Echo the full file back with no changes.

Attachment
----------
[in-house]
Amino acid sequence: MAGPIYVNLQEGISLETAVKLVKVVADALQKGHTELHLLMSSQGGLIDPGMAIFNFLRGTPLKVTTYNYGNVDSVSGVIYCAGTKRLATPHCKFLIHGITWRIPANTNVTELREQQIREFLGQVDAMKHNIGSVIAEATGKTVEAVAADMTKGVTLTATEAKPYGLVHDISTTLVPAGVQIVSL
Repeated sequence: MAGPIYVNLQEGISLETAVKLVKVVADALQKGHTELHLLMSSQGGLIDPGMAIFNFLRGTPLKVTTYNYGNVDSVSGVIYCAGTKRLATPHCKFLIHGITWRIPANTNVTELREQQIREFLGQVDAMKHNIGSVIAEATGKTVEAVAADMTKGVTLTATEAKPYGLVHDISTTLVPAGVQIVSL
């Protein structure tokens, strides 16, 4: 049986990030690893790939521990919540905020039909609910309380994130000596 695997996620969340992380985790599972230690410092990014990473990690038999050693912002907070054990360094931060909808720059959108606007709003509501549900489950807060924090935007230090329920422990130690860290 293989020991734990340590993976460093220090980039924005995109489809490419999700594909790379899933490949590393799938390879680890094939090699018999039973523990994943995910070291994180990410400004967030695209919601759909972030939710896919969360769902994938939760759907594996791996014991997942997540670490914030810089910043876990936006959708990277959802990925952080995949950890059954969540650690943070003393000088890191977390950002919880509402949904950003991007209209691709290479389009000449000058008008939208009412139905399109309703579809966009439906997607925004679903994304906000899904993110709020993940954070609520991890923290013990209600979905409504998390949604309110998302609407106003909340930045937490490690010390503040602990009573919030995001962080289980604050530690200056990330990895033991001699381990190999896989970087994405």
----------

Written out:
[in-house]
Amino acid sequence: MAGPIYVNLQEGISLETAVKLVKVVADALQKGHTELHLLMSSQGGLIDPGMAIFNFLRGTPLKVTTYNYGNVDSVSGVIYCAGTKRLATPHCKFLIHGITWRIPANTNVTELREQQIREFLGQVDAMKHNIGSVIAEATGKTVEAVAADMTKGVTLTATEAKPYGLVHDISTTLVPAGVQIVSL
Repeated sequence: MAGPIYVNLQEGISLETAVKLVKVVADALQKGHTELHLLMSSQGGLIDPGMAIFNFLRGTPLKVTTYNYGNVDSVSGVIYCAGTKRLATPHCKFLIHGITWRIPANTNVTELREQQIREFLGQVDAMKHNIGSVIAEATGKTVEAVAADMTKGVTLTATEAKPYGLVHDISTTLVPAGVQIVSL
């Protein structure tokens, strides 16, 4: 049986990030690893790939521990919540905020039909609910309380994130000596 695997996620969340992380985790599972230690410092990014990473990690038999050693912002907070054990360094931060909808720059959108606007709003509501549900489950807060924090935007230090329920422990130690860290 293989020991734990340590993976460093220090980039924005995109489809490419999700594909790379899933490949590393799938390879680890094939090699018999039973523990994943995910070291994180990410400004967030695209919601759909972030939710896919969360769902994938939760759907594996791996014991997942997540670490914030810089910043876990936006959708990277959802990925952080995949950890059954969540650690943070003393000088890191977390950002919880509402949904950003991007209209691709290479389009000449000058008008939208009412139905399109309703579809966009439906997607925004679903994304906000899904993110709020993940954070609520991890923290013990209600979905409504998390949604309110998302609407106003909340930045937490490690010390503040602990009573919030995001962080289980604050530690200056990330990895033991001699381990190999896989970087994405």